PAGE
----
An opioid overdose occurs when someone takes more of an opioid than their body can handle, and their breathing slows until it stops. Naloxone is a prescription medicine that reverses opioid overdoses. It temporarily blocks the effect of opioids and helps a person to start breathing again.
Naloxone is also sold under the brand names Narcan and Kloxxado. Both are intranasal sprays, but Kloxxado has 8mg of naloxone and Narcan has 4mg. Narcan is the recommended brand because the dosage of Kloxxado is much higher than is necessary in most overdoses.
Naloxone quick facts
- Safe and easy to use.
- Only works for someone on opioids.
- Doesn’t hurt someone if they’re on another drug.
- Not addictive and cannot be used to get high.
- Takes 2–5 minutes to take effect.
- May require more than one dose.
- May cause withdrawal in people dependent on opioids (e.g., chills, nausea, vomiting, agitation, muscle aches).
- Stays in the body for 30–90 minutes.
Signs of an opioid overdose
- Slow, shallow, or no detectable breathing.
- Unresponsive or unconscious.
- Pale, blue, purple, or gray lips, face, and/or nail beds.
- Loud snoring or gurgling noise.
- Rigid arms and chest.
- Slow or no pulse.
Through the ‘Good Samaritan’ provision of Act 139, friends, loved ones, and bystanders are encouraged to call 911 for emergency medical services in the event an overdose is witnessed and to stay with the individual until help arrives. The law offers certain criminal and civil protections to the caller so that they cannot get in trouble for being present, witnessing, and reporting an overdose. Learn more about Act 139.
Although naloxone is a prescription medication, Pennsylvania – like many states – has passed laws making it available as a standing order. A standing order prescription allows pharmacists in Pennsylvania to dispense naloxone without requiring an individual prescription.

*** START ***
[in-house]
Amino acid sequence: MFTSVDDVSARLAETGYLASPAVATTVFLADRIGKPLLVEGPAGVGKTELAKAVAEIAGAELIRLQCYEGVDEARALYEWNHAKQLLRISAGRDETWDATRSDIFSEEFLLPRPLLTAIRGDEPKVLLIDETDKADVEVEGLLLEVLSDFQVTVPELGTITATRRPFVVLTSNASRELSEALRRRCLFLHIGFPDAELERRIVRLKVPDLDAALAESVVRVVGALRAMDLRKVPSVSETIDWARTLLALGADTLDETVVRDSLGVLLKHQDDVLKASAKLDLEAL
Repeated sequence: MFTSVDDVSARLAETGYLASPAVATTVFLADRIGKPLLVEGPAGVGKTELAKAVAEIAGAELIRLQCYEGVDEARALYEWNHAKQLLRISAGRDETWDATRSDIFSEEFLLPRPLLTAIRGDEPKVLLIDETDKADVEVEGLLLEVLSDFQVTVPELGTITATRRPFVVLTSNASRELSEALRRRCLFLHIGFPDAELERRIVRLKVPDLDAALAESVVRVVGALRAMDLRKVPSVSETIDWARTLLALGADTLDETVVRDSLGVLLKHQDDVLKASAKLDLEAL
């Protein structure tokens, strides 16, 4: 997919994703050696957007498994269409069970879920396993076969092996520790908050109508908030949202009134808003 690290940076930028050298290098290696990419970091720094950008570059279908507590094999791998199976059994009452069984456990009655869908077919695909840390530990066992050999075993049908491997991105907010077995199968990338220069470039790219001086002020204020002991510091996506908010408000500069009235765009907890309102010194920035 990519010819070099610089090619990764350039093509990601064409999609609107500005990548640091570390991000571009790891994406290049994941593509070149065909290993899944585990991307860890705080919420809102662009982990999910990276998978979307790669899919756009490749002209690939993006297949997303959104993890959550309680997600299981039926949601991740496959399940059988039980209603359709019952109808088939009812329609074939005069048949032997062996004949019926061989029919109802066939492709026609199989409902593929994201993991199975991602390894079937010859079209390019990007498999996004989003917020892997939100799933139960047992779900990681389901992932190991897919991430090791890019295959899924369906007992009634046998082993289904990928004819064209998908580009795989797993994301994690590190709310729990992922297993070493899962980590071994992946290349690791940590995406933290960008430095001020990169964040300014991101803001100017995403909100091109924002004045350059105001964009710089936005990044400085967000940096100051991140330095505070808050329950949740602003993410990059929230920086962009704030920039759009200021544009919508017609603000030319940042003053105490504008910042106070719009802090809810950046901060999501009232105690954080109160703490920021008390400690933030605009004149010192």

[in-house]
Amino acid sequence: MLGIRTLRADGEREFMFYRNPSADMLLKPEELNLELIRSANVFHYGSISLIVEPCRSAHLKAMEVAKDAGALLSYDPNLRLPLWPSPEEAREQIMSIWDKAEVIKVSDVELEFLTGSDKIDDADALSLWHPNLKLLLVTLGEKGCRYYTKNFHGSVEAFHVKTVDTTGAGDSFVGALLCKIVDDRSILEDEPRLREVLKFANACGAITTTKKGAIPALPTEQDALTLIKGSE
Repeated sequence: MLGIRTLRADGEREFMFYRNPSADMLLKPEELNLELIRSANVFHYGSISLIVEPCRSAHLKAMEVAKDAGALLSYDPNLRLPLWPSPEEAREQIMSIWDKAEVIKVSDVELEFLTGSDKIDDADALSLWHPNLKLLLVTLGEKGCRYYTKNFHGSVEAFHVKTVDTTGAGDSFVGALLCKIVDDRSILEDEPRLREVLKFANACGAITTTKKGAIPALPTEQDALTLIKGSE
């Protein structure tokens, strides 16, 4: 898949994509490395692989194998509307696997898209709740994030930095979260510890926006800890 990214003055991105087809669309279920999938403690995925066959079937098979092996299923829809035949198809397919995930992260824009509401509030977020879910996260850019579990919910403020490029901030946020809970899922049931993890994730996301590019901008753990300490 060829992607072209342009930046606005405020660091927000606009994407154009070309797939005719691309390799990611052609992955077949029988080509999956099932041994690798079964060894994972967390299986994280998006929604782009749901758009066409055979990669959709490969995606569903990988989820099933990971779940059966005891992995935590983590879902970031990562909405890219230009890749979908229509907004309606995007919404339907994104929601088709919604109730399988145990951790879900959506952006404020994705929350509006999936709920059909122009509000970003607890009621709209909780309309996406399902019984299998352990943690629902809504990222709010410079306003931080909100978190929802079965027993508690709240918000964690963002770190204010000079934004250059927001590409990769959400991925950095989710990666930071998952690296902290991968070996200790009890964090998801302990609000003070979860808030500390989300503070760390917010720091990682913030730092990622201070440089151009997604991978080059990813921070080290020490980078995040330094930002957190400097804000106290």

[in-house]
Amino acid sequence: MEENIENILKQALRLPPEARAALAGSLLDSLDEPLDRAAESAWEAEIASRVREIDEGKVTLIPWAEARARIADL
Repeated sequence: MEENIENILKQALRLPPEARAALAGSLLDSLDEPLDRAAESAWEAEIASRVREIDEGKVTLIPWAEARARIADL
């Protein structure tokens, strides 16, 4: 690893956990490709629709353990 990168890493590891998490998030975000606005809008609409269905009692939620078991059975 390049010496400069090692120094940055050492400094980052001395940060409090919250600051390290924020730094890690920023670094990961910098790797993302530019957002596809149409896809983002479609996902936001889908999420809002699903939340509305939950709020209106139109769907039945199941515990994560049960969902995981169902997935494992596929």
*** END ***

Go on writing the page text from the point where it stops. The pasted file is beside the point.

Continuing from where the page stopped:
Anyone can access naloxone from their pharmacy by:
- Getting a prescription from their doctor; or
- Using the standing order written for the general public.
If you’re interested in learning more, see Pennsylvania’s Naloxone Standing Order (PDF).
Pharmacists can find more information about dispensing naloxone at the Pennsylvania Pharmacists Association website.
Copay assistance can help you pay for your naloxone.
Prevention Point Philadelphia offers naloxone based on ability to pay.
Where and when
For people who use drugs and their families:
You can request that free naloxone be mailed discreetly to your home after taking a brief online training. This mailing services includes a fentanyl test strip add on. No insurance or conditions. Visit NEXT Distro.
For the general public:
Naloxone prescriptions should be available at all pharmacies. Although the medication may not be available for same day pickup, it can often be ordered and available within a day or two.
If a pharmacy does not have it in stock, request that it be ordered or ask if another location has it in stock. While many may have a copay for brand Narcan, other brands may be free. Learn more about copay assistance.
If the pharmacist declines your request:
- Ask if they’re familiar with Pennsylvania’s standing order prescription law.
- If they are unable to fill the request or are unfamiliar with the standing order, please go to another pharmacy.
- If the pharmacist was unwilling to fill the request, please report your experience by completing a Pharmacy Barriers to Naloxone Access form.
Use this map to find a pharmacy near you that carries naloxone:
While many insurance companies have a copay for brand Narcan, other brands may be free. If you are uninsured, Prevention Point Philadelphia offers naloxone based on ability to pay.
Attend a virtual training
You can stay at home and still help to prevent fatal overdose in your community. Register in advance for a free virtual training.
When: May 27, 2022, 12 noon Eastern Time (US and Canada)
Topic: Overdose Awareness and Reversal Training
After registering, you will receive a confirmation email with information about how to join the training.